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Thanksgiving Safety: Holiday Advice Everyone Should Know

Agnes W Linn

It’s Thanksgiving — a time to reflect on the past year and be thankful for the important things in life, like family. And when it comes to your loved ones, there’s nothing more important than keeping them safe.

Turns out Thanksgiving is one of the most dangerous holidays of the year. So how can you stay safe on Turkey day? We’ve put together some Thanksgiving safety tips for you to safeguard yourself and those you love.

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Is Thanksgiving Really That Dangerous?

We know what you’re thinking. Thanksgiving holiday safety tips? What makes Thanksgiving so special?

But did you know that Thanksgiving is the third most dangerous holiday? New Year and Independence Day are the only ones that are ahead of it. Statistics show that about 400-550 deaths happen on Thanksgiving. Here are the most commons incidents:

  • Fires — from careless kitchen habits;
  • Car accidents — because of poor weather conditions and traffic;
  • Football injuries — because it seems like everyone plays football on Thanksgiving, even people who have no business playing football;
  • Food poisoning — from careless cooking or a lack of knowledge;
  • Theft — ok, this isn’t an injury, but getting robbed can hurt.

But don’t worry, we’ve compiled a list of Thanksgiving tips to keep you and your kids safe, whether you’re at home or away.

Kids can never be too safe.
Prevent them from getting into trouble on holidays with mSpy.

7 Thanksgiving Tips to Help Everyone Be Safe

Never leave your stove unattended

One word of Thanksgiving fire safety advice? Don’t. Leaving the stove unattended is a fire hazard, so always be close by while you’re cooking. For extra peace of mind, consider getting a smart smoke detector, like Nest Protect.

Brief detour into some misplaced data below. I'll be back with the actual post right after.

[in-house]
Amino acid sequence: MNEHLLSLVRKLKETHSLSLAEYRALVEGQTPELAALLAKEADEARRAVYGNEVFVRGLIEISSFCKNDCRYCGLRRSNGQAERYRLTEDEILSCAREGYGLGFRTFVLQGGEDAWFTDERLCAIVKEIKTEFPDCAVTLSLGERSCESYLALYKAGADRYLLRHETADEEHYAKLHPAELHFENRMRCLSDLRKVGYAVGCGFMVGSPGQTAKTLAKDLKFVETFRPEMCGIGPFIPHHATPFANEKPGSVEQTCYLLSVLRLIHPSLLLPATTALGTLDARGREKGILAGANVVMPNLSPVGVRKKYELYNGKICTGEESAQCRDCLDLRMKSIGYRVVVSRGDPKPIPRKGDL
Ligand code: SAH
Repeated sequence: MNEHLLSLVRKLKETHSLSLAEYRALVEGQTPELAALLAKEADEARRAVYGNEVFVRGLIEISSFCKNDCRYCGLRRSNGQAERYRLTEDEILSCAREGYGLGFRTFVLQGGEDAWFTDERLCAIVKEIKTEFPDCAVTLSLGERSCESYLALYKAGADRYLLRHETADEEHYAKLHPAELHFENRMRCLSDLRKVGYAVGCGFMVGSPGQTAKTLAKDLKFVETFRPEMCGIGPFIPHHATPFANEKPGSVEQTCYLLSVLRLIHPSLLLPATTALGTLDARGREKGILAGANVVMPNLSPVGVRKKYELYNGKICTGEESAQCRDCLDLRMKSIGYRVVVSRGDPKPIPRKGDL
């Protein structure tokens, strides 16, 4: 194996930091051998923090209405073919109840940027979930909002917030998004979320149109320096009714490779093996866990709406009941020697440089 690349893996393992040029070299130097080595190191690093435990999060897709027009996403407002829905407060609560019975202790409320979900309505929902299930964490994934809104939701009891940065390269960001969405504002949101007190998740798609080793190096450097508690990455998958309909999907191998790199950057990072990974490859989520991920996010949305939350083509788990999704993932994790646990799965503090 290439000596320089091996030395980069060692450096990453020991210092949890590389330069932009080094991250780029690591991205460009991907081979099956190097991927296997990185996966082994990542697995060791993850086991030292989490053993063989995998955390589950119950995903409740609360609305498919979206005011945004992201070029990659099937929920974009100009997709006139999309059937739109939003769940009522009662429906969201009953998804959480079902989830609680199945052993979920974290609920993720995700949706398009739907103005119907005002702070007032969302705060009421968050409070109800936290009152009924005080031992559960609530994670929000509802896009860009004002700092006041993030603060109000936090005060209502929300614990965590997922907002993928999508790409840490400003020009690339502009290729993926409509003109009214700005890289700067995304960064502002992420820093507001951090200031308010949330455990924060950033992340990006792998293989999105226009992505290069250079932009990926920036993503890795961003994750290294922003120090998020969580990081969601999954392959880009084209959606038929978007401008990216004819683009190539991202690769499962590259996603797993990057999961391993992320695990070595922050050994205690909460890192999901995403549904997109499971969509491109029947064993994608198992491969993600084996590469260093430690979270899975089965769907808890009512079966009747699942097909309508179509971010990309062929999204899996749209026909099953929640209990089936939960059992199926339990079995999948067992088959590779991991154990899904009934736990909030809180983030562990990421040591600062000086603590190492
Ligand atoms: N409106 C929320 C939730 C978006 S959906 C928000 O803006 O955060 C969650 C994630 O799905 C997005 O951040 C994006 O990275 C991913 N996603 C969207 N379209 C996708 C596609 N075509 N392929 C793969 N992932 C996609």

When connected to the Internet, it alerts you on your phone if there’s smoke (and in some cases, carbon monoxide too) so you can get your kids out of the house as quickly as possible.

Cook your food properly

Great advice for any day of the week, it’s important to cook your food to the correct temperature, especially things like turkey. If you’re cooking lots of items simultaneously, it can be tough to remember which dish needs to be cooked for which duration.

Rather than relying on your brain to make sure you’re adhering to Thanksgiving cooking safety, let something like Google Home, Amazon Echo, or HomePod do the work for you. You can set timers on each device — and even give them names. So when your turkey’s ready, your smart speaker can announce it.

Install a video doorbell

You might be expecting family and friends for Thanksgiving, but that doesn’t mean everyone who’s about to knock on your door is there to feast on your food. They might be there to gobble up your belongings. Burglaries during Thanksgiving are more common than you think. And if you leave your door unlocked, intruders can just walk on in.

That’s why video doorbells like Ring or Nest Hello are great options. When someone comes to the door, you can see their face — and interact with them. If you’re home, you don’t have to get up and answer the door. And if you’re away, they might assume you’re home and move onto the next house.